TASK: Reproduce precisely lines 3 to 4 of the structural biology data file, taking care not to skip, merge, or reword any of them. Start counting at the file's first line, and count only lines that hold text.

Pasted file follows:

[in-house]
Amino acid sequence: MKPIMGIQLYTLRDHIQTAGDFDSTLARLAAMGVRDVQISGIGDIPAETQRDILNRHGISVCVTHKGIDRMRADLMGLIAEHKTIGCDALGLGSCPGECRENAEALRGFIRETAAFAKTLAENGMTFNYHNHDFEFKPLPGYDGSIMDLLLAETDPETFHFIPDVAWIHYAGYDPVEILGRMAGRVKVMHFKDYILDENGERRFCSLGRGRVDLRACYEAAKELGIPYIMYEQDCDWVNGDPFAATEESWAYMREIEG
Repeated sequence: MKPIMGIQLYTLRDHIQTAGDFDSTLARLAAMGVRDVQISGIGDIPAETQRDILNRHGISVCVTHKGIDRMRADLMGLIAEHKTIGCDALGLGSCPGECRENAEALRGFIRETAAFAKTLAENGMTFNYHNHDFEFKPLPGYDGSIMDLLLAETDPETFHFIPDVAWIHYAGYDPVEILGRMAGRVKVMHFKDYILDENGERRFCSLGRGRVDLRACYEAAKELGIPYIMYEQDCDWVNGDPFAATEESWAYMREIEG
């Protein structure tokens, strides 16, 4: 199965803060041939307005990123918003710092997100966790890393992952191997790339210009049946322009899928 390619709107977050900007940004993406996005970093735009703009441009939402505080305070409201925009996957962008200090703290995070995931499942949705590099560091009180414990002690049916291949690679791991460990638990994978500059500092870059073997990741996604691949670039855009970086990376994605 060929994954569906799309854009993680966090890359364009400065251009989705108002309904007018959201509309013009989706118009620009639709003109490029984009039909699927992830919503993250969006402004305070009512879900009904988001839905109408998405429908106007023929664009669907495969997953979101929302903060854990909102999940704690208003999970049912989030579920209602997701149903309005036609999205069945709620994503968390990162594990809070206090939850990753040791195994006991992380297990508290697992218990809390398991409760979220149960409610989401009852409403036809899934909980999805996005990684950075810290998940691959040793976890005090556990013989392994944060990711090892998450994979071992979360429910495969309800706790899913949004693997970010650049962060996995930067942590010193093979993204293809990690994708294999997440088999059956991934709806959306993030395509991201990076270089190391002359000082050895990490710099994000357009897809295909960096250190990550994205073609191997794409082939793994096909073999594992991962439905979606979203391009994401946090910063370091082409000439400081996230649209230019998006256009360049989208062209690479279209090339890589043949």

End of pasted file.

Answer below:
Repeated sequence: MKPIMGIQLYTLRDHIQTAGDFDSTLARLAAMGVRDVQISGIGDIPAETQRDILNRHGISVCVTHKGIDRMRADLMGLIAEHKTIGCDALGLGSCPGECRENAEALRGFIRETAAFAKTLAENGMTFNYHNHDFEFKPLPGYDGSIMDLLLAETDPETFHFIPDVAWIHYAGYDPVEILGRMAGRVKVMHFKDYILDENGERRFCSLGRGRVDLRACYEAAKELGIPYIMYEQDCDWVNGDPFAATEESWAYMREIEG
């Protein structure tokens, strides 16, 4: 199965803060041939307005990123918003710092997100966790890393992952191997790339210009049946322009899928 390619709107977050900007940004993406996005970093735009703009441009939402505080305070409201925009996957962008200090703290995070995931499942949705590099560091009180414990002690049916291949690679791991460990638990994978500059500092870059073997990741996604691949670039855009970086990376994605 060929994954569906799309854009993680966090890359364009400065251009989705108002309904007018959201509309013009989706118009620009639709003109490029984009039909699927992830919503993250969006402004305070009512879900009904988001839905109408998405429908106007023929664009669907495969997953979101929302903060854990909102999940704690208003999970049912989030579920209602997701149903309005036609999205069945709620994503968390990162594990809070206090939850990753040791195994006991992380297990508290697992218990809390398991409760979220149960409610989401009852409403036809899934909980999805996005990684950075810290998940691959040793976890005090556990013989392994944060990711090892998450994979071992979360429910495969309800706790899913949004693997970010650049962060996995930067942590010193093979993204293809990690994708294999997440088999059956991934709806959306993030395509991201990076270089190391002359000082050895990490710099994000357009897809295909960096250190990550994205073609191997794409082939793994096909073999594992991962439905979606979203391009994401946090910063370091082409000439400081996230649209230019998006256009360049989208062209690479279209090339890589043949």